Ecological Research

, Volume 22, Issue 2, pp 228–236

Growth and survival of two north Australian relictual tree species, Allosyncarpia ternata (Myrtaceae) and Callitris intratropica (Cupressaceae)


    • School for Environmental ResearchCharles Darwin University
  • D. M. J. S. Bowman
    • School for Environmental ResearchCharles Darwin University
  • B. W. Brook
    • School for Environmental ResearchCharles Darwin University
Original Article

DOI: 10.1007/s11284-006-0011-2

Cite this article as:
Prior, L.D., Bowman, D.M.J.S. & Brook, B.W. Ecol Res (2007) 22: 228. doi:10.1007/s11284-006-0011-2


Allosyncarpia ternata (an angiosperm) and Callitris intratropica (a gymnosperm) are two fire-sensitive tree species of the Australian monsoonal tropics. Studies using historical aerial photography have revealed recent expansion of A. ternata rainforests. There has simultaneously been a widespread collapse of C. intratropica populations in northern Australian savannas, presumably because of cessation of traditional Aboriginal landscape burning. To explain the demography behind these contrasting trends, stand structure, survival, and growth of the two species were recorded over a 16-year period at the boundary of a rainforest patch and also in adjacent savanna, in Kakadu National Park. Ages of the largest trees of each species, estimated by using a Bayesian analysis of tree-diameter increments, were approximately 433 years for A. ternata and 235 years for C. intratropica on the rainforest boundary, and 417 years for C. intratropica in the adjacent savanna. Densities of juveniles (seedlings and re-sprouts <0.5 m high) were 325–6,000 times higher for A. ternata than for C. intratropica. Life-table calculations indicated there was sufficient recruitment of A. ternata, but not C. intratropica, to overcome observed mortality rates and maintain a stable population. This is almost certainly because A. ternata re-sprouts prolifically after fire whereas C. intratropica is an obligate seeder. These results highlight the critical need for careful fire management to maintain populations of a characteristic Australian gymnosperm over much of its range.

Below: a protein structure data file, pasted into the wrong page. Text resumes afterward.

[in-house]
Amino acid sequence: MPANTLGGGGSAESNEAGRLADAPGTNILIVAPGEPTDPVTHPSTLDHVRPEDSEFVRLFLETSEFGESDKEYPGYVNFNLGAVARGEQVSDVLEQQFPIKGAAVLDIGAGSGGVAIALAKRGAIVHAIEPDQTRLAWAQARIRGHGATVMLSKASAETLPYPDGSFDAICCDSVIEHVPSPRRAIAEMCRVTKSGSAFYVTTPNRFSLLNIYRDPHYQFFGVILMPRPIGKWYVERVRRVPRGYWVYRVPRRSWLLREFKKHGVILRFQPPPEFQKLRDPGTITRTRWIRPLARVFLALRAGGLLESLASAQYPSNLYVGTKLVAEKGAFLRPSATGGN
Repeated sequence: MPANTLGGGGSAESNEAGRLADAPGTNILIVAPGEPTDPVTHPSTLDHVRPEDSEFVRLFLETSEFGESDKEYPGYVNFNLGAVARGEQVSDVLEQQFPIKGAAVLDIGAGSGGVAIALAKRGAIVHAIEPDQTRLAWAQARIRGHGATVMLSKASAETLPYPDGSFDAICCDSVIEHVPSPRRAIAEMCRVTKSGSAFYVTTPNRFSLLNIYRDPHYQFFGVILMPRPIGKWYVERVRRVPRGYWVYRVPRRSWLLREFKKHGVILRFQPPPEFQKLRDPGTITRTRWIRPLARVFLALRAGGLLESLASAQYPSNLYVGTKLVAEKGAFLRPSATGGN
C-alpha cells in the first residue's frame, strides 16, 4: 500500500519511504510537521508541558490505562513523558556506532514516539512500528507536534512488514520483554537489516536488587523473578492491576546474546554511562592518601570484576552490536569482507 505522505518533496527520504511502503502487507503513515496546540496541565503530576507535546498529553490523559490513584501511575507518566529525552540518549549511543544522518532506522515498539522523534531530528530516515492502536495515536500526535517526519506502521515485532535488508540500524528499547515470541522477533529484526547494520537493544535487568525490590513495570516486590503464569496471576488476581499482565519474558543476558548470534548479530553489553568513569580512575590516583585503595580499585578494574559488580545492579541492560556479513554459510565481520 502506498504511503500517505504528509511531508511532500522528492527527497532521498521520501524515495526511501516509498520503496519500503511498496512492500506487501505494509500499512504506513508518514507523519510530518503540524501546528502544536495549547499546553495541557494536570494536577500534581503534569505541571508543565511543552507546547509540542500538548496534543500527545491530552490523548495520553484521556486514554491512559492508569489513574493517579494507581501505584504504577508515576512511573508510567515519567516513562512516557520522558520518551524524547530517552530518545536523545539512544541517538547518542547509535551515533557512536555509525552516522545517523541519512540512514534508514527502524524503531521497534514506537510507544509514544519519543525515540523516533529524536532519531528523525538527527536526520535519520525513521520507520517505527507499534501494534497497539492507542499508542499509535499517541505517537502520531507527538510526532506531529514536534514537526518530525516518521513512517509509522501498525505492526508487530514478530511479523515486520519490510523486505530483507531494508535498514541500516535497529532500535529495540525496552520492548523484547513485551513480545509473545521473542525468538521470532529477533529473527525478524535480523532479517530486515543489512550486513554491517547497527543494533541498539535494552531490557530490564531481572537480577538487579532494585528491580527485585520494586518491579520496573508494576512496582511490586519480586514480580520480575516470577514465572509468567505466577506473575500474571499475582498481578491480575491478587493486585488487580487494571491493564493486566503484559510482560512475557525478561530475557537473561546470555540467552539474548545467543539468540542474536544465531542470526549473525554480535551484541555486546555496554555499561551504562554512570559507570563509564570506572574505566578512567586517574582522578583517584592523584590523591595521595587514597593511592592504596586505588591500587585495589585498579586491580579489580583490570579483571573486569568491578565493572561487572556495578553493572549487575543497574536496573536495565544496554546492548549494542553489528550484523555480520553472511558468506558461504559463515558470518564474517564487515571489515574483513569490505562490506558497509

SurvivalRecruitmentSeasonal tropicsGrowth rateTropical tree

Copyright information

© The Ecological Society of Japan 2006